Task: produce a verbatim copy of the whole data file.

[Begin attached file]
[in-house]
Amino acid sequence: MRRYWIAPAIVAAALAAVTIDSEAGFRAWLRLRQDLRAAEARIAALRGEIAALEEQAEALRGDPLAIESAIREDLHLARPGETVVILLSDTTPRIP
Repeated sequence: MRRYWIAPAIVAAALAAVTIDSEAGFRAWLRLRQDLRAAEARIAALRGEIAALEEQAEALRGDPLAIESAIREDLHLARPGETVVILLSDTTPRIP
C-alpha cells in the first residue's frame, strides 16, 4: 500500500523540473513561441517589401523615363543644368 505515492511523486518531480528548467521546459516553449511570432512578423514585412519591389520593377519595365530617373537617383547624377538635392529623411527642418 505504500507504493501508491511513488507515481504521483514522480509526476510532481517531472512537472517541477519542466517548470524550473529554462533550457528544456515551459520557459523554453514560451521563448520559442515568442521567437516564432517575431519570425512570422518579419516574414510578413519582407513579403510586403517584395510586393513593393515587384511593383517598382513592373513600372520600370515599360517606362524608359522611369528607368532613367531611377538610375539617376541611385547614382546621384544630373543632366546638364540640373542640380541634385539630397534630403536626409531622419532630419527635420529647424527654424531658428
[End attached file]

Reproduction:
[in-house]
Amino acid sequence: MRRYWIAPAIVAAALAAVTIDSEAGFRAWLRLRQDLRAAEARIAALRGEIAALEEQAEALRGDPLAIESAIREDLHLARPGETVVILLSDTTPRIP
Repeated sequence: MRRYWIAPAIVAAALAAVTIDSEAGFRAWLRLRQDLRAAEARIAALRGEIAALEEQAEALRGDPLAIESAIREDLHLARPGETVVILLSDTTPRIP
C-alpha cells in the first residue's frame, strides 16, 4: 500500500523540473513561441517589401523615363543644368 505515492511523486518531480528548467521546459516553449511570432512578423514585412519591389520593377519595365530617373537617383547624377538635392529623411527642418 505504500507504493501508491511513488507515481504521483514522480509526476510532481517531472512537472517541477519542466517548470524550473529554462533550457528544456515551459520557459523554453514560451521563448520559442515568442521567437516564432517575431519570425512570422518579419516574414510578413519582407513579403510586403517584395510586393513593393515587384511593383517598382513592373513600372520600370515599360517606362524608359522611369528607368532613367531611377538610375539617376541611385547614382546621384544630373543632366546638364540640373542640380541634385539630397534630403536626409531622419532630419527635420529647424527654424531658428